Giving your son a skill is better than giving him one thousand pieces of gold. – Chinese Proverb
What does that mean?
This is a quote about preparation. Whether it is a son or daughter, a niece or nephew, or even a friend of the family, a skill is a gift which will last them a lifetime.
Gold, money, jewelry, or cars, these gifts are only a one-shot potential. A skill will still be theirs long after they have spent the gold or money, pawned the jewels, or wrecked the car.
We often give others what we consider valuable. To someone with the skills to earn gold, money, jewelry, and cars, those things are how they demonstrate their ability and worth.
But to someone just starting out, these are not sustainable gifts. To sustain a nice car, one needs a skill to trade for money. Without that skill, they will be living their life on the charity of their friends and family.
Why is having a skill (or two) important?
We all have things we know and can do. Some of them are even of value on the market. As adults, most of us have a skill or two we could teach to someone else. That could be our children (a very old and traditional method), or the children of others.
Even young adults can be taught a skill. This might take the form of an apprenticeship, or you could be a mentor to someone with some potential skills, but in need of polish and fine tuning. Sometimes it is formal, and in a work environment, and sometimes the training is on the weekends.
However we gain the skills, without them, we are in a bad situation. What will we trade for the money to buy the things we need to live? Food, water, and shelter, they all cost money. Without skill, you are without money. Without money, you’re hungry, among other things, and that’s not good.
That is why there are so many places which try to encourage homeless and impoverished people learn skills, that they might better their situation. This is often referred to as a ‘hand up’ rather than a ‘hand out’ as it helps them help themselves, and make progress in their lives.
Where can I apply this in my life?
I have a few skills, but only a handful of them are useful for earning a living. I suppose if I could get over my fear of the stage, I could probably make a living as an entertainer, if you call living like a starving college kid an actual living.
However, I am fortunate that one of my better skill sets is quite marketable. I have an ability to see problems, and come up with ideas on how to fix them. This skill has been polished over the years by both my grandparents and parents, by my teachers, and experience.
But the question is what are your skills, and how can you pass them on to another, as that is the thrust of the quote. This can be broken down into identifying skills, how to pass them to another, and selecting that person to whom you will try to pass some measure of your skill.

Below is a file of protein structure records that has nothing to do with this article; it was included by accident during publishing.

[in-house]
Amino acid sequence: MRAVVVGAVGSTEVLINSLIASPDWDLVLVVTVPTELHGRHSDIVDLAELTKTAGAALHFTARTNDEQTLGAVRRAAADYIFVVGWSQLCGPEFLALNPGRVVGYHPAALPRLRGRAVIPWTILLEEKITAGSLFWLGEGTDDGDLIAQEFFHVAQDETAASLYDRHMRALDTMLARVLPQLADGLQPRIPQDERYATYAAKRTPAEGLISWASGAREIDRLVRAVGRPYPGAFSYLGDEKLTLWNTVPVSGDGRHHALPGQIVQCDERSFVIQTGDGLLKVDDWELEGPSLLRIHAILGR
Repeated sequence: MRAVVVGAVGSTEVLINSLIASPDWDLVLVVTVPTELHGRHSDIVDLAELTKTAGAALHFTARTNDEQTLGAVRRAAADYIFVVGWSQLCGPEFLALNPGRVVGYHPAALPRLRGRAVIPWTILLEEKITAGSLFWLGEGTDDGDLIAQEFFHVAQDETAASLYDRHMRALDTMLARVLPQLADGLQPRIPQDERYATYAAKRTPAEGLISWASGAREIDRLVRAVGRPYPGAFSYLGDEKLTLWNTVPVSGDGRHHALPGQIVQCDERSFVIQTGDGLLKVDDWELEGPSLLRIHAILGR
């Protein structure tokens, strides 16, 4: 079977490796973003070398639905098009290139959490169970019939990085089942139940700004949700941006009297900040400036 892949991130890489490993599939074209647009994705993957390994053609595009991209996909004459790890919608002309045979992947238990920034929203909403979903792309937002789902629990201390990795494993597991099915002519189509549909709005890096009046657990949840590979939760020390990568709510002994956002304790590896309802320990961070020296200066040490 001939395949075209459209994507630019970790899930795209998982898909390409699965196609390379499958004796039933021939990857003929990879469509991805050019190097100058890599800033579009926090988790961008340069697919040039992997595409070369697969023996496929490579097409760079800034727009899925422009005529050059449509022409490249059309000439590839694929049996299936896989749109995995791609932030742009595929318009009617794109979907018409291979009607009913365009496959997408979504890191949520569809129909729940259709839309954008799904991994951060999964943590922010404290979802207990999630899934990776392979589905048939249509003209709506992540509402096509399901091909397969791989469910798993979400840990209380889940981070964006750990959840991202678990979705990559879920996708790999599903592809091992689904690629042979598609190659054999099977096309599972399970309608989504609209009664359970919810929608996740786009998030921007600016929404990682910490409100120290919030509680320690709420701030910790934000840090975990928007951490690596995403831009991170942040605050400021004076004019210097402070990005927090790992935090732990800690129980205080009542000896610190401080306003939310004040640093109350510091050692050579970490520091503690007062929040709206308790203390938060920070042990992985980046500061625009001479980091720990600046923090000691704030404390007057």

It would make sense to start with determining what skills you might have which could be of use to someone younger than you. In some neighborhoods, just staying alive is a useful skill. Whether it is corruption, violence, or crime, there are many places where it takes skill just to stay alive.
In other places, a certain level of social skill is required to move in certain social circles. In some cultures, a proficiency in basic dances is considered the mark of a valuable person, even if it is just in attracting a spouse. Or it might be speaking a foreign or special cultural language.
Then there are the basic chores. Can you do basic cooking and cleaning, as well as the other household chores? Or do you think someone just starting up will be able to hire someone to do all that for them? Until they are sufficiently skilled at making money, they’ll have to do it themselves.
There are also the work related skills. Can you help them get organized? Can you teach them a trade? What specific skills do you possess? Are you a skilled laborer or an office drone? Office politics can be as brutal as a workman’s pecking order, if you don’t know what you are doing, right?
The world is full of people with great skills. There are also plenty of people in need of the skills necessary to survive and thrive in the world. The question the quote asks is will you help these people? Will you share a skill, and allow them to earn their own coins of gold?
I leave it to you to determine what the best venue for passing along your skills may be. I also leave the selection of the person to whom you will pass along your skills to you. It is often a very personal relationship, and you will have to figure out what works best for you.
From: Twitter, @Sports_HQ
confirmed at : http://www.quotery.com/giving-your-son-a-skill-is-better-than-giving-him/
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